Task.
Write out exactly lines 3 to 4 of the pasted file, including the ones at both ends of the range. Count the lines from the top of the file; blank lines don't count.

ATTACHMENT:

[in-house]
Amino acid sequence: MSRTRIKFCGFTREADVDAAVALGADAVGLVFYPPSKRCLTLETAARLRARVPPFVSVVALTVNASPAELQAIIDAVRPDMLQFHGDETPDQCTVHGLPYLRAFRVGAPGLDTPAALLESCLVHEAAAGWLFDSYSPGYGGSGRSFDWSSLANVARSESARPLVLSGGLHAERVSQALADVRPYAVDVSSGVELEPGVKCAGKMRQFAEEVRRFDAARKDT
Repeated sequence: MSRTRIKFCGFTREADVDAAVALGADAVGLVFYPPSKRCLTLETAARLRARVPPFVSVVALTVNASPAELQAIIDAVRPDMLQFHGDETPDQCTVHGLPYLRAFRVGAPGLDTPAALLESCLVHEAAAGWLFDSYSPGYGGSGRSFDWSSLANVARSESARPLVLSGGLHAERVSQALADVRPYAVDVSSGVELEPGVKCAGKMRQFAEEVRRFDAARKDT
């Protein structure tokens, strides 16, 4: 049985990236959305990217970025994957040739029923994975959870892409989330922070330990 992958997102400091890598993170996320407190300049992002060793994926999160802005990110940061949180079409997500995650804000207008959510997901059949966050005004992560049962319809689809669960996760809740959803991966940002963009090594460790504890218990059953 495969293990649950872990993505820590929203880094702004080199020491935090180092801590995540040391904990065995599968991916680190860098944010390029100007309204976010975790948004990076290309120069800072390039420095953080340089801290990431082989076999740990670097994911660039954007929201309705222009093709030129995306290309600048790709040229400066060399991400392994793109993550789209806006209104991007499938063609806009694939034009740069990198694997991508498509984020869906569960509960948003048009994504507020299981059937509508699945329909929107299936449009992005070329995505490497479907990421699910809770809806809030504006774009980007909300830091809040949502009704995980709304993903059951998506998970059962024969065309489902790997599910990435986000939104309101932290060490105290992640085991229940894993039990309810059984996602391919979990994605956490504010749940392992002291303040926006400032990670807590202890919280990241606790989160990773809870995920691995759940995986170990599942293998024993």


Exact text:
Repeated sequence: MSRTRIKFCGFTREADVDAAVALGADAVGLVFYPPSKRCLTLETAARLRARVPPFVSVVALTVNASPAELQAIIDAVRPDMLQFHGDETPDQCTVHGLPYLRAFRVGAPGLDTPAALLESCLVHEAAAGWLFDSYSPGYGGSGRSFDWSSLANVARSESARPLVLSGGLHAERVSQALADVRPYAVDVSSGVELEPGVKCAGKMRQFAEEVRRFDAARKDT
């Protein structure tokens, strides 16, 4: 049985990236959305990217970025994957040739029923994975959870892409989330922070330990 992958997102400091890598993170996320407190300049992002060793994926999160802005990110940061949180079409997500995650804000207008959510997901059949966050005004992560049962319809689809669960996760809740959803991966940002963009090594460790504890218990059953 495969293990649950872990993505820590929203880094702004080199020491935090180092801590995540040391904990065995599968991916680190860098944010390029100007309204976010975790948004990076290309120069800072390039420095953080340089801290990431082989076999740990670097994911660039954007929201309705222009093709030129995306290309600048790709040229400066060399991400392994793109993550789209806006209104991007499938063609806009694939034009740069990198694997991508498509984020869906569960509960948003048009994504507020299981059937509508699945329909929107299936449009992005070329995505490497479907990421699910809770809806809030504006774009980007909300830091809040949502009704995980709304993903059951998506998970059962024969065309489902790997599910990435986000939104309101932290060490105290992640085991229940894993039990309810059984996602391919979990994605956490504010749940392992002291303040926006400032990670807590202890919280990241606790989160990773809870995920691995759940995986170990599942293998024993």